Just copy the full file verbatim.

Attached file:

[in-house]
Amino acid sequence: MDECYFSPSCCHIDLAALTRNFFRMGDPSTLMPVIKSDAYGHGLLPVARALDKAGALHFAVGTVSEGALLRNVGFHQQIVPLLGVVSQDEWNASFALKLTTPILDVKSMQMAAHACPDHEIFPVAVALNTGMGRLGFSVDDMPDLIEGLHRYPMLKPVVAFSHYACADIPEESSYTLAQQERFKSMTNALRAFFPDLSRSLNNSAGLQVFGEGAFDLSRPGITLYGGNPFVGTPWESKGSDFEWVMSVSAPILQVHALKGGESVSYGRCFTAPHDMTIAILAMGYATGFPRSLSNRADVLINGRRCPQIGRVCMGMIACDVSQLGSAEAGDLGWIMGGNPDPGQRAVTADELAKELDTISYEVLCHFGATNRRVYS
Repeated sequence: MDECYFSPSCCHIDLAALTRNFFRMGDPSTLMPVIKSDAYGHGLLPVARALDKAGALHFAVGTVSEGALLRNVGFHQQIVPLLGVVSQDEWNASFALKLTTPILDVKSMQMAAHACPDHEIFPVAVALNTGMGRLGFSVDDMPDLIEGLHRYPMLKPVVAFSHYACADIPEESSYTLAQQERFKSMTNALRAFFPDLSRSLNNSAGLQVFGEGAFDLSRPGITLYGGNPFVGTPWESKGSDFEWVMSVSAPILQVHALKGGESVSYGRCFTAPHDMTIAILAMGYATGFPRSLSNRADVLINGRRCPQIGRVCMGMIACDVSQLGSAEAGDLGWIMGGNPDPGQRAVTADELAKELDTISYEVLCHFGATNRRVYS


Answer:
[in-house]
Amino acid sequence: MDECYFSPSCCHIDLAALTRNFFRMGDPSTLMPVIKSDAYGHGLLPVARALDKAGALHFAVGTVSEGALLRNVGFHQQIVPLLGVVSQDEWNASFALKLTTPILDVKSMQMAAHACPDHEIFPVAVALNTGMGRLGFSVDDMPDLIEGLHRYPMLKPVVAFSHYACADIPEESSYTLAQQERFKSMTNALRAFFPDLSRSLNNSAGLQVFGEGAFDLSRPGITLYGGNPFVGTPWESKGSDFEWVMSVSAPILQVHALKGGESVSYGRCFTAPHDMTIAILAMGYATGFPRSLSNRADVLINGRRCPQIGRVCMGMIACDVSQLGSAEAGDLGWIMGGNPDPGQRAVTADELAKELDTISYEVLCHFGATNRRVYS
Repeated sequence: MDECYFSPSCCHIDLAALTRNFFRMGDPSTLMPVIKSDAYGHGLLPVARALDKAGALHFAVGTVSEGALLRNVGFHQQIVPLLGVVSQDEWNASFALKLTTPILDVKSMQMAAHACPDHEIFPVAVALNTGMGRLGFSVDDMPDLIEGLHRYPMLKPVVAFSHYACADIPEESSYTLAQQERFKSMTNALRAFFPDLSRSLNNSAGLQVFGEGAFDLSRPGITLYGGNPFVGTPWESKGSDFEWVMSVSAPILQVHALKGGESVSYGRCFTAPHDMTIAILAMGYATGFPRSLSNRADVLINGRRCPQIGRVCMGMIACDVSQLGSAEAGDLGWIMGGNPDPGQRAVTADELAKELDTISYEVLCHFGATNRRVYS